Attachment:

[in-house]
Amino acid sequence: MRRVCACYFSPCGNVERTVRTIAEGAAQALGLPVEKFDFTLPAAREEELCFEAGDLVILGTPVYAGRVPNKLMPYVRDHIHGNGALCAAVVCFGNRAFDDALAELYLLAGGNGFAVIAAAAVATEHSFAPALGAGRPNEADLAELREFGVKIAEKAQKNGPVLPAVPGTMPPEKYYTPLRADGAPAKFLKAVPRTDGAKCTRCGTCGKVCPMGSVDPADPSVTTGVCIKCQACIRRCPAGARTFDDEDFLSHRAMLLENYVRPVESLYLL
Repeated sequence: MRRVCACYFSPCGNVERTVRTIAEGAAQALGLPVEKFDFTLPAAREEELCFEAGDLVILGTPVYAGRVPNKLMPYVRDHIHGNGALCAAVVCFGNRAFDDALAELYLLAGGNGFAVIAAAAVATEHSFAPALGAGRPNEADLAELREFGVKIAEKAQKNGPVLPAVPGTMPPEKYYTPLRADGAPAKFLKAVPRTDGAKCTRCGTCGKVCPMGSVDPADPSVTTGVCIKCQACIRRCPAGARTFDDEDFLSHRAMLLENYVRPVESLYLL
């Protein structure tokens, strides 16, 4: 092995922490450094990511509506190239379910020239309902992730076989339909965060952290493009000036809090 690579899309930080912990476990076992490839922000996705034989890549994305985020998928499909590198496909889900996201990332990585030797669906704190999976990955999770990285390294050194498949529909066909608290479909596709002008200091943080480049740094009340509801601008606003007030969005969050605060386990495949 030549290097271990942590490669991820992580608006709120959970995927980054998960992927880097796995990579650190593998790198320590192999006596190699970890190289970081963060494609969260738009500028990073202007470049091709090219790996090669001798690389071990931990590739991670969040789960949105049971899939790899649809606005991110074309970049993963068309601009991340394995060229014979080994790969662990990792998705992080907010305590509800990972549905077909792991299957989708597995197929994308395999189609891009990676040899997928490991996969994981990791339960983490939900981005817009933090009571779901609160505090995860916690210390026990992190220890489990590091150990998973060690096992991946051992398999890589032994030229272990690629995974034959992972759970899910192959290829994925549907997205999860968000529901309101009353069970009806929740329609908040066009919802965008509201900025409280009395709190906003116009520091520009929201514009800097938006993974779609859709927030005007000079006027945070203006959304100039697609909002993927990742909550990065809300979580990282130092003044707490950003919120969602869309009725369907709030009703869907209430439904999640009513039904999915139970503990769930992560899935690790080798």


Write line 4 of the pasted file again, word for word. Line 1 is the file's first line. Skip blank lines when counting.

């Protein structure tokens, strides 16, 4: 092995922490450094990511509506190239379910020239309902992730076989339909965060952290493009000036809090 690579899309930080912990476990076992490839922000996705034989890549994305985020998928499909590198496909889900996201990332990585030797669906704190999976990955999770990285390294050194498949529909066909608290479909596709002008200091943080480049740094009340509801601008606003007030969005969050605060386990495949 030549290097271990942590490669991820992580608006709120959970995927980054998960992927880097796995990579650190593998790198320590192999006596190699970890190289970081963060494609969260738009500028990073202007470049091709090219790996090669001798690389071990931990590739991670969040789960949105049971899939790899649809606005991110074309970049993963068309601009991340394995060229014979080994790969662990990792998705992080907010305590509800990972549905077909792991299957989708597995197929994308395999189609891009990676040899997928490991996969994981990791339960983490939900981005817009933090009571779901609160505090995860916690210390026990992190220890489990590091150990998973060690096992991946051992398999890589032994030229272990690629995974034959992972759970899910192959290829994925549907997205999860968000529901309101009353069970009806929740329609908040066009919802965008509201900025409280009395709190906003116009520091520009929201514009800097938006993974779609859709927030005007000079006027945070203006959304100039697609909002993927990742909550990065809300979580990282130092003044707490950003919120969602869309009725369907709030009703869907209430439904999640009513039904999915139970503990769930992560899935690790080798």